Building a Halloween Brushbot: Family Robotics
An orange scrub brush gives a family science activity a boost of jack-o-lantern-inspired fun and leads to a great robotics exploration.
Ever since the new Brushbot family science activity launched at Science Buddies, with electronics components conveniently bundled in a multi-project kit, I have had it on my "must make" list for my kids.
Thinking it would be cool to couple trick-or-treat month and the robotics project, I decided we would make a Halloween-themed Brushbot. Intent on tying our bot into October's mix of pumpkins, ghosts, and ghouls, I dug around online until I (finally) turned up a small scrub brush that seemed just right in terms of color. (It is harder than you might expect to find an orange scrub brush! Plus, for this project, you need a scrub brush without a handle.)
A Simple but Successful Build
On a roadmap of robotics projects, the Brushbot is a stepping stone early in the path, right there with the friendly toothbrush head Bristlebots. Despite the googly eye charm of the sample shown in the Science Buddies activity, with its simple circuit and limited number of parts, I worried that it might be a bit too easy of a build (compared to working with a breadboard) to capture my student's interest.
I was wrong!
A Blueprint for Success
The steps of the Brushbot activity are very simple to follow. There are a limited number of pieces involved in hooking things together, and the activity does an excellent job of providing easy-to-follow directions (with photos).
In minutes, my son had the circuit complete and was wriggling the cork onto the motor. A few minutes after that, he was able to flip the brushbot on and see it go.
Unfortunately, after a few seconds of scuttling to one side, the brushbot fell over. He set it upright and let it loose again. It fell over. Time after time, the brushbot fell over almost immediately.
Rather than being a stumbling block or a "fail" in terms of the science activity, his brushbot's initial lack of stability was actually a wonderful fulcrum for exploration. He had positioned his cork the way the directions instruct, but he was seeing unexpected behavior from his brushbot.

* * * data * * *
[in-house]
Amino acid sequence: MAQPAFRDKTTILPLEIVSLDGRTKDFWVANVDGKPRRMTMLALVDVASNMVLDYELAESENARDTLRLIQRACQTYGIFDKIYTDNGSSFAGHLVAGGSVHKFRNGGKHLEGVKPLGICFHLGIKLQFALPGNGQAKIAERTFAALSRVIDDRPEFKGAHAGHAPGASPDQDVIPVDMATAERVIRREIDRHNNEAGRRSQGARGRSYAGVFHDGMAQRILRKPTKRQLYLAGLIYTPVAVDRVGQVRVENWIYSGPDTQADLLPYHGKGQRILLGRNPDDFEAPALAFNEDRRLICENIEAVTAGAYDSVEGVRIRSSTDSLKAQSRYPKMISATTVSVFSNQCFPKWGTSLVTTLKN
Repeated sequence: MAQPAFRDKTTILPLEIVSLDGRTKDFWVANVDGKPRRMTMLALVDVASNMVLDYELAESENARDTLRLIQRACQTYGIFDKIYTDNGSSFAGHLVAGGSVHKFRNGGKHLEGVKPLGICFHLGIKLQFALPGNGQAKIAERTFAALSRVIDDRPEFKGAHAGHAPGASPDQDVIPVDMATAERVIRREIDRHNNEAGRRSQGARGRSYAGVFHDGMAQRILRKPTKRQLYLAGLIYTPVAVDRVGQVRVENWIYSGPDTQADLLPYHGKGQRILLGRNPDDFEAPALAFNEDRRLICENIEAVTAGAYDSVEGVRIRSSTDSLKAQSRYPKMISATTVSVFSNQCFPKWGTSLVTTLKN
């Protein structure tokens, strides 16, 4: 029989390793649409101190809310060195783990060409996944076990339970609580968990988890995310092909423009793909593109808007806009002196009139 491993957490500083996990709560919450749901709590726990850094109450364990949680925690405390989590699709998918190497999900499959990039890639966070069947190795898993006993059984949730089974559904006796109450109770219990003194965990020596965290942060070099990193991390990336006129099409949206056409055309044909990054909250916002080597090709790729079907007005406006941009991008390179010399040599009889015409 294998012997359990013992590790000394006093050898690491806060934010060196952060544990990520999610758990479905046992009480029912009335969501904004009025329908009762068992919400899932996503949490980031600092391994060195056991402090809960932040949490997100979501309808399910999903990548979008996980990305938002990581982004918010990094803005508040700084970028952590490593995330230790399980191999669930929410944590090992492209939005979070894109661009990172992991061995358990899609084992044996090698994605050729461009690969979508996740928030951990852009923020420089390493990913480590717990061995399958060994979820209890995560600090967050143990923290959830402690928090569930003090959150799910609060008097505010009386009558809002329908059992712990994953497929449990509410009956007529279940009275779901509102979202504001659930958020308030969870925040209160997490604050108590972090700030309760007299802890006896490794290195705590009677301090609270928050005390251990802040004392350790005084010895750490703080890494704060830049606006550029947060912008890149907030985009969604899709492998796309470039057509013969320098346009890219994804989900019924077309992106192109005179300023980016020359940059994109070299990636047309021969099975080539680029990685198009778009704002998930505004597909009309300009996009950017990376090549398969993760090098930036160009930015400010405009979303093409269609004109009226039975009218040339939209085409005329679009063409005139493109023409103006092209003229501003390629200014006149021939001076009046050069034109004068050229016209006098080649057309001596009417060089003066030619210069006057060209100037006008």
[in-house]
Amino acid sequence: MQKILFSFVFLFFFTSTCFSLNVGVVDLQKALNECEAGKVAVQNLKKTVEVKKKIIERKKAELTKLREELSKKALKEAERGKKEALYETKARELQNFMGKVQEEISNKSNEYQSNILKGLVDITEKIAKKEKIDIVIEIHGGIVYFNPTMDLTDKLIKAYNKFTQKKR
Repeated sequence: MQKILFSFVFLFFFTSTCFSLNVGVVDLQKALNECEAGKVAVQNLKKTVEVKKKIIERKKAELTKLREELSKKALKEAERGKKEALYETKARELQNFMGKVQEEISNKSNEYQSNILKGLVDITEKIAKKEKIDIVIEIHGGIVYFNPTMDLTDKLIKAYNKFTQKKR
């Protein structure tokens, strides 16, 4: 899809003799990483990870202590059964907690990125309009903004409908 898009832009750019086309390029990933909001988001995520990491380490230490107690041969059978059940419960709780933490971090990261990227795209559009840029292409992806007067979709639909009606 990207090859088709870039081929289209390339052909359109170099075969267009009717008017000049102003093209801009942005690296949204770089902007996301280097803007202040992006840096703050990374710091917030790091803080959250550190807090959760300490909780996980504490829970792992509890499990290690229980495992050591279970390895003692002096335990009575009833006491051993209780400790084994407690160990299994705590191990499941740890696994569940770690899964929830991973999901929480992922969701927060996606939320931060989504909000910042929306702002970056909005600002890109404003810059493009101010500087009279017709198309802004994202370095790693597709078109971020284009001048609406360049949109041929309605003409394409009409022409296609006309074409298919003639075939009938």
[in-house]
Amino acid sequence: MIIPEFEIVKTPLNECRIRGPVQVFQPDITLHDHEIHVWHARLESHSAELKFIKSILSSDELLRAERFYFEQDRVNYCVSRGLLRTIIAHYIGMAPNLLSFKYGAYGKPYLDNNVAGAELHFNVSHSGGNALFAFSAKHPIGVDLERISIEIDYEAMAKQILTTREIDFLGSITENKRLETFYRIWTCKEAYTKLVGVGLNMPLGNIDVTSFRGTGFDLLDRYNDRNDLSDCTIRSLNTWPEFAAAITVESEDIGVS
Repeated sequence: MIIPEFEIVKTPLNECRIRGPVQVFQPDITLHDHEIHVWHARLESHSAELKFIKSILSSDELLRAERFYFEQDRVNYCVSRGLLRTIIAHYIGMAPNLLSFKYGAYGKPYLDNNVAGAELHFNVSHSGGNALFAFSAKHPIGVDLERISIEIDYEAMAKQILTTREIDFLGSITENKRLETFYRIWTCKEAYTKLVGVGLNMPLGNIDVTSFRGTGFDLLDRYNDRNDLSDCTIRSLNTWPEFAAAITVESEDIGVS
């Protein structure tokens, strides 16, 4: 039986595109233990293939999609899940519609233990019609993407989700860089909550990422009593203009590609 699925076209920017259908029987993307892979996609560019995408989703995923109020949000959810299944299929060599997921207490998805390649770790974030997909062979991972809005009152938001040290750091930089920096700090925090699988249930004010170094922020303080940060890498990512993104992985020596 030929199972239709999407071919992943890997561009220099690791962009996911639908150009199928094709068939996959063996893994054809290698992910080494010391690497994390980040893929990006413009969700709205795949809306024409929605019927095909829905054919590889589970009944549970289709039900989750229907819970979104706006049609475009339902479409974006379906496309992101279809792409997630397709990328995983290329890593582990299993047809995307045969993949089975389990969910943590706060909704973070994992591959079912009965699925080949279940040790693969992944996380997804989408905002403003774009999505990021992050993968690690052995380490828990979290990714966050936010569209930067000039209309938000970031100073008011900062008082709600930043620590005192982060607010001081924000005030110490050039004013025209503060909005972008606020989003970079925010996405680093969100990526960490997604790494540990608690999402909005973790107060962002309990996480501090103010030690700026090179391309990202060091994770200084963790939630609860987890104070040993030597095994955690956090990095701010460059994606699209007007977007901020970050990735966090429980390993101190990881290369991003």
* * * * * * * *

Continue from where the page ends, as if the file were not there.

He hypothesized why he thought it was falling over—and he started testing to see if he could improve and stabilize the movement of the bot.
A Robot in Hand
Contrary to the basic bristlebot and the light-tracking bristlebot, both of which we made last year, the brushbot is chunky. It is hand-sized. Its few and large parts are also easy to tinker with. The positioning and placement of the cork on the motor, for example, offers ample room for experimentation and testing that offers immediate, clear, and visible results for a young robotics engineer. How fast does it move? Does it move in one direction only? Does it stay upright? Does it move in a circle or in a line?
My student tried a number of positions for the cork, noting how the bot's movement changed each time. He also experimented with adding a good bit of extra electrical tape to secure the motor more firmly to the brush. (This did improve the balance and movement of his brushbot.)
Even after the initial "project" was over, throughout the day, he picked the brushbot up again several times, watched it scuttle around on the floor, and tinkered a bit more. He tried more than one cork (they vary in size and thickness), too, to see what difference those variables might make.
Great Introductory Robotics
Because the circuitry is less complicated than other bots we have built, there was less need to worry about the intricacies of the electronics components and the circuit. Instead of making the project too easy, this seems to have invited my student to spend more time tinkering with the brushbot and putting the engineering design process in action.
We didn't have googly eyes on hand. But we improvised some pumpkin-shaped eyes and mouth on pieces of duct tape that we attached to the front. (Admittedly, this was more important to me than to him. Your success with decorating your bot will vary based on your student!)
No matter how you decorate it or what color brush you use, the brushbot has potential to have a lot of personality and individual pizzazz, but it also offers a lot of hands on engineering satisfaction for students--and fast gratification.
There is not much that can "go wrong" with a robotics project like this one, which makes it a great entry point project for families and kids just beginning to experiment with robotics and electronics.
Extend the Fun
If your students enjoy making the Brushbot, be sure and check these other posts and projects:
- Building Bristlebots: Basic Toothbrush Robotics
- Dive Into Robotics with Robotics: Discover the Science and Technology of the Future
- Nick and Tesla Explore Robotics
- Family Robotics: Toothbrush Bots that Follow the Light
- Create a Carnival of Robot Critters this Summer
- Project: Racing Bristlebots: On Your Mark. Get Set. Go!
- Project: Art Bot: Build a Wobbly Robot That Creates Art
- Project: Build a Light-Tracking Robot Critter
- Project: Flippy, the Dancing Robot
- Project: Build a Self-Driving Robot that Can Automatically Follow a Line
- Project: Design and 3D-Print Your Own Robot! *
You Might Also Enjoy These Related Posts:
- Virtual STEM Expo
- Winter Science Lessons and Activities
- Holiday STEAM Projects to Make and Give
- 16 Projects to Jump-start Your Makerspace
- Fall Science - Free STEM Activities for Autumn Fun
- Halloween STEM Activities
- 10+ Activities and Lessons to Teach Plant Science
- Explore COVID-19 and Virus Science and Health with Free STEM Activities
Explore Our Science Videos
Make a Hygrometer to Measure Humidity - STEM activity
How to Make an Electromagnet
Fire Snake Experiment